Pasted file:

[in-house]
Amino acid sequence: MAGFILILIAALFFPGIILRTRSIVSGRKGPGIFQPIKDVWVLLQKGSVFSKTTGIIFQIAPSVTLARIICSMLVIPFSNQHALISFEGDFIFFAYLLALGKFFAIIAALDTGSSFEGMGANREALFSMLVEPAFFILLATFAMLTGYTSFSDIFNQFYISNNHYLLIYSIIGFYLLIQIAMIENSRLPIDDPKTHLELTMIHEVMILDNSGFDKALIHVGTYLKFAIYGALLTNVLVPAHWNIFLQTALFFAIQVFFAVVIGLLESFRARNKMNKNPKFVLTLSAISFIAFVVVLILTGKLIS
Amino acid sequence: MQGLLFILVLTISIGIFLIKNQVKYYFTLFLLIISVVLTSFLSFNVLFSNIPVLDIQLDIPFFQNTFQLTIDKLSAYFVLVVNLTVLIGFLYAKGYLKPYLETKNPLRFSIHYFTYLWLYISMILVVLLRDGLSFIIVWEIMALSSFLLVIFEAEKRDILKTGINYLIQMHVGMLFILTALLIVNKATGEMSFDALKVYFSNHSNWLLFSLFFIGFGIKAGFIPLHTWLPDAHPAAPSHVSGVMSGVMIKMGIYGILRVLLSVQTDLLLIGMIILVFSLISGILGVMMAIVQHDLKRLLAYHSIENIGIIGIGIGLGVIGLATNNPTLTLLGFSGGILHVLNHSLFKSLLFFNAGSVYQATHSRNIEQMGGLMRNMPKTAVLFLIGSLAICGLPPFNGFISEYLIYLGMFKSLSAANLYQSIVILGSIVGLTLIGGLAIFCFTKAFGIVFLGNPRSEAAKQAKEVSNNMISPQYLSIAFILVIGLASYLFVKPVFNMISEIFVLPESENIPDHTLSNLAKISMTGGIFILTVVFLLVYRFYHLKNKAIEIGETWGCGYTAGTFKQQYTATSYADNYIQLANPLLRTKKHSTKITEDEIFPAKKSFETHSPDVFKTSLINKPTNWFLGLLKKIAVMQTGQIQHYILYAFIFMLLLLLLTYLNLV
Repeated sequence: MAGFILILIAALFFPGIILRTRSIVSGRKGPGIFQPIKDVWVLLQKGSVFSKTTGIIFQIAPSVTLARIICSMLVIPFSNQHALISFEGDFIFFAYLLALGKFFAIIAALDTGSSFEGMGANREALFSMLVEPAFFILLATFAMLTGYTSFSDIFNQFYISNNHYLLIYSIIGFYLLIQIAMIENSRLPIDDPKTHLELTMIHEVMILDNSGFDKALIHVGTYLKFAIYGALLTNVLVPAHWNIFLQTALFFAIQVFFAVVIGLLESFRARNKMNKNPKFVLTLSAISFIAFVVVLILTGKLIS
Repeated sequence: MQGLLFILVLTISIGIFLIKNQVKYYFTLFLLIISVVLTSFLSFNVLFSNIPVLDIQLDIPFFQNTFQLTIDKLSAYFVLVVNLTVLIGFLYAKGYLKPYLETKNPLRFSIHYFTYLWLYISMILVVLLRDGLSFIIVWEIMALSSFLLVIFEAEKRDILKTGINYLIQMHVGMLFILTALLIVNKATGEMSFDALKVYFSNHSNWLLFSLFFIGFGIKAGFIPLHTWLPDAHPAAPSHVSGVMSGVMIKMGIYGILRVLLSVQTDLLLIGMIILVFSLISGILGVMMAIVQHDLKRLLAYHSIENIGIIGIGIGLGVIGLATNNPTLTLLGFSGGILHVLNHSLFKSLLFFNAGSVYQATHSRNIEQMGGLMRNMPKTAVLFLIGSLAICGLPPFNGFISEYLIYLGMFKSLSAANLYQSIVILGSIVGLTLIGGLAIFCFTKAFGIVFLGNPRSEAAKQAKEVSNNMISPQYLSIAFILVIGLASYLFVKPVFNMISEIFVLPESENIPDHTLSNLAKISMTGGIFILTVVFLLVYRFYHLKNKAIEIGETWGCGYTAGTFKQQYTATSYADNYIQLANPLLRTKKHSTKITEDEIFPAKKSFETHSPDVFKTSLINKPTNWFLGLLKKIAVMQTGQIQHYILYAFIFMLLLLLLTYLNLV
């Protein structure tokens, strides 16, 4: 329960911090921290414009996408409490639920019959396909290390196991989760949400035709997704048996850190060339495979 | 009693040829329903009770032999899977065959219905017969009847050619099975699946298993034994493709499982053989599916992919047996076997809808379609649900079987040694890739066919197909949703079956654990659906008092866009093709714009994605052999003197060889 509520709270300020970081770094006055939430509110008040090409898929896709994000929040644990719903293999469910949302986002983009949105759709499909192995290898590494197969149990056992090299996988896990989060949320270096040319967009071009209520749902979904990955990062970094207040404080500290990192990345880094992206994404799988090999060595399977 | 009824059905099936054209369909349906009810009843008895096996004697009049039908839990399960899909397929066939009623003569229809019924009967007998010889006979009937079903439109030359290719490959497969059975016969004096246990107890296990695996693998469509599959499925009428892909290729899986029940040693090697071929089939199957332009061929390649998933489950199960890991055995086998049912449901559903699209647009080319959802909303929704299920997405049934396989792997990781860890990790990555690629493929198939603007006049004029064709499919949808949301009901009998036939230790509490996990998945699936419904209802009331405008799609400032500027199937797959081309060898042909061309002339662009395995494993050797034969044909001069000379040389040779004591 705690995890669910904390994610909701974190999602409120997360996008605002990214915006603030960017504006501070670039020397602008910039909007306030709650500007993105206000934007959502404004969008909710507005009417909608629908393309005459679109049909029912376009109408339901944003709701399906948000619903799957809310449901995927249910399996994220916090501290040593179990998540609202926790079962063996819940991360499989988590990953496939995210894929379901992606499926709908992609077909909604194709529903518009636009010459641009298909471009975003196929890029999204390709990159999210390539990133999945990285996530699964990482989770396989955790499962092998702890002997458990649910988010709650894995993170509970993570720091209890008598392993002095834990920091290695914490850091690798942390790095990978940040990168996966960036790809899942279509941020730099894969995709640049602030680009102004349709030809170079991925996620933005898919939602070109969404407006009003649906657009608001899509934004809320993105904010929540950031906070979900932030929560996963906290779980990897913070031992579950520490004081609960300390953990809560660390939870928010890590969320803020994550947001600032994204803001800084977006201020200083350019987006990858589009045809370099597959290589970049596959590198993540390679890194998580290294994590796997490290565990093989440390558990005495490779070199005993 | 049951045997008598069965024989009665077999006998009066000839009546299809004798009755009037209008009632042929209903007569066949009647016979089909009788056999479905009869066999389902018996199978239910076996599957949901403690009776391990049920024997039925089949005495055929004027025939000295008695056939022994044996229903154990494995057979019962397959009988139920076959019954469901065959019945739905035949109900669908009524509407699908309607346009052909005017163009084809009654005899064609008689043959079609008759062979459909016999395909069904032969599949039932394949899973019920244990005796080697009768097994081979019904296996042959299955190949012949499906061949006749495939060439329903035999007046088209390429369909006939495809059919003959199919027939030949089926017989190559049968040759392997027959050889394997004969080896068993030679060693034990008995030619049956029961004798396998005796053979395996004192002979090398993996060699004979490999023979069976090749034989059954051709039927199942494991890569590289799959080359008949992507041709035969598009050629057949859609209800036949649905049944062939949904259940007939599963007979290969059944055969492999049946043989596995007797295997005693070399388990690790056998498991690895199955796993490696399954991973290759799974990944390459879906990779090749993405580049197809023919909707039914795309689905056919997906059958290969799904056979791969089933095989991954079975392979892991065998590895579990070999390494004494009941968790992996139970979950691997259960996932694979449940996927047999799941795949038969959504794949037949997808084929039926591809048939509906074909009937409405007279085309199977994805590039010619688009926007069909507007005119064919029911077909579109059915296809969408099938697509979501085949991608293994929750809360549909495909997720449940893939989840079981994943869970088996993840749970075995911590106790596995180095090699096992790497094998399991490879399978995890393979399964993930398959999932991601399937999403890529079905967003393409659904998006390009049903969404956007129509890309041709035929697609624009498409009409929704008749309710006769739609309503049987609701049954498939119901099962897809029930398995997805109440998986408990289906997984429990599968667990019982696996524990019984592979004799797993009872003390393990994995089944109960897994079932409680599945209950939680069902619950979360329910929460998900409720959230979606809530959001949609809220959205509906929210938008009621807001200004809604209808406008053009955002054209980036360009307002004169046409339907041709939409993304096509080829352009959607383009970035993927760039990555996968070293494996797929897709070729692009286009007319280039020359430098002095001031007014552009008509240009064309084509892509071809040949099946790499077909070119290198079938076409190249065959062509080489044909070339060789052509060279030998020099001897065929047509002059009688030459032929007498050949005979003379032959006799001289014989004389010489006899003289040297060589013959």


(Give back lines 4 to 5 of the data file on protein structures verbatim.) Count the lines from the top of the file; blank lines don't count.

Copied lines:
Repeated sequence: MAGFILILIAALFFPGIILRTRSIVSGRKGPGIFQPIKDVWVLLQKGSVFSKTTGIIFQIAPSVTLARIICSMLVIPFSNQHALISFEGDFIFFAYLLALGKFFAIIAALDTGSSFEGMGANREALFSMLVEPAFFILLATFAMLTGYTSFSDIFNQFYISNNHYLLIYSIIGFYLLIQIAMIENSRLPIDDPKTHLELTMIHEVMILDNSGFDKALIHVGTYLKFAIYGALLTNVLVPAHWNIFLQTALFFAIQVFFAVVIGLLESFRARNKMNKNPKFVLTLSAISFIAFVVVLILTGKLIS
Repeated sequence: MQGLLFILVLTISIGIFLIKNQVKYYFTLFLLIISVVLTSFLSFNVLFSNIPVLDIQLDIPFFQNTFQLTIDKLSAYFVLVVNLTVLIGFLYAKGYLKPYLETKNPLRFSIHYFTYLWLYISMILVVLLRDGLSFIIVWEIMALSSFLLVIFEAEKRDILKTGINYLIQMHVGMLFILTALLIVNKATGEMSFDALKVYFSNHSNWLLFSLFFIGFGIKAGFIPLHTWLPDAHPAAPSHVSGVMSGVMIKMGIYGILRVLLSVQTDLLLIGMIILVFSLISGILGVMMAIVQHDLKRLLAYHSIENIGIIGIGIGLGVIGLATNNPTLTLLGFSGGILHVLNHSLFKSLLFFNAGSVYQATHSRNIEQMGGLMRNMPKTAVLFLIGSLAICGLPPFNGFISEYLIYLGMFKSLSAANLYQSIVILGSIVGLTLIGGLAIFCFTKAFGIVFLGNPRSEAAKQAKEVSNNMISPQYLSIAFILVIGLASYLFVKPVFNMISEIFVLPESENIPDHTLSNLAKISMTGGIFILTVVFLLVYRFYHLKNKAIEIGETWGCGYTAGTFKQQYTATSYADNYIQLANPLLRTKKHSTKITEDEIFPAKKSFETHSPDVFKTSLINKPTNWFLGLLKKIAVMQTGQIQHYILYAFIFMLLLLLLTYLNLV